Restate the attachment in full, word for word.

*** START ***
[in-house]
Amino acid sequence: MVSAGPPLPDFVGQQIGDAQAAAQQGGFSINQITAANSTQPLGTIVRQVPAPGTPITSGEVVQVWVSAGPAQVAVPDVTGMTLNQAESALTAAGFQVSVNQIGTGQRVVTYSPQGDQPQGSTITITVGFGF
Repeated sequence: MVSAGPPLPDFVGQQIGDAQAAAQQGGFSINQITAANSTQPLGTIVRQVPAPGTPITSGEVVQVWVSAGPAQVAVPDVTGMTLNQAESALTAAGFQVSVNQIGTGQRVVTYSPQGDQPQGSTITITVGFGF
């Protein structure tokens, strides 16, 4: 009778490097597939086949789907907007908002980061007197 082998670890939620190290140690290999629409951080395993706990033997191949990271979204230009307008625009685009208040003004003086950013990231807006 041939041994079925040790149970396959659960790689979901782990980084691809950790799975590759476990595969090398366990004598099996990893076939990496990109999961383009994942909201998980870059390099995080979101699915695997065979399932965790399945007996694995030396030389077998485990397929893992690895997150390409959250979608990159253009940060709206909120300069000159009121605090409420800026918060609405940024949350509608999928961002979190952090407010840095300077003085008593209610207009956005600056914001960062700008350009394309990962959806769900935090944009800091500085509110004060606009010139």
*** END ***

[in-house]
Amino acid sequence: MVSAGPPLPDFVGQQIGDAQAAAQQGGFSINQITAANSTQPLGTIVRQVPAPGTPITSGEVVQVWVSAGPAQVAVPDVTGMTLNQAESALTAAGFQVSVNQIGTGQRVVTYSPQGDQPQGSTITITVGFGF
Repeated sequence: MVSAGPPLPDFVGQQIGDAQAAAQQGGFSINQITAANSTQPLGTIVRQVPAPGTPITSGEVVQVWVSAGPAQVAVPDVTGMTLNQAESALTAAGFQVSVNQIGTGQRVVTYSPQGDQPQGSTITITVGFGF
């Protein structure tokens, strides 16, 4: 009778490097597939086949789907907007908002980061007197 082998670890939620190290140690290999629409951080395993706990033997191949990271979204230009307008625009685009208040003004003086950013990231807006 041939041994079925040790149970396959659960790689979901782990980084691809950790799975590759476990595969090398366990004598099996990893076939990496990109999961383009994942909201998980870059390099995080979101699915695997065979399932965790399945007996694995030396030389077998485990397929893992690895997150390409959250979608990159253009940060709206909120300069000159009121605090409420800026918060609405940024949350509608999928961002979190952090407010840095300077003085008593209610207009956005600056914001960062700008350009394309990962959806769900935090944009800091500085509110004060606009010139």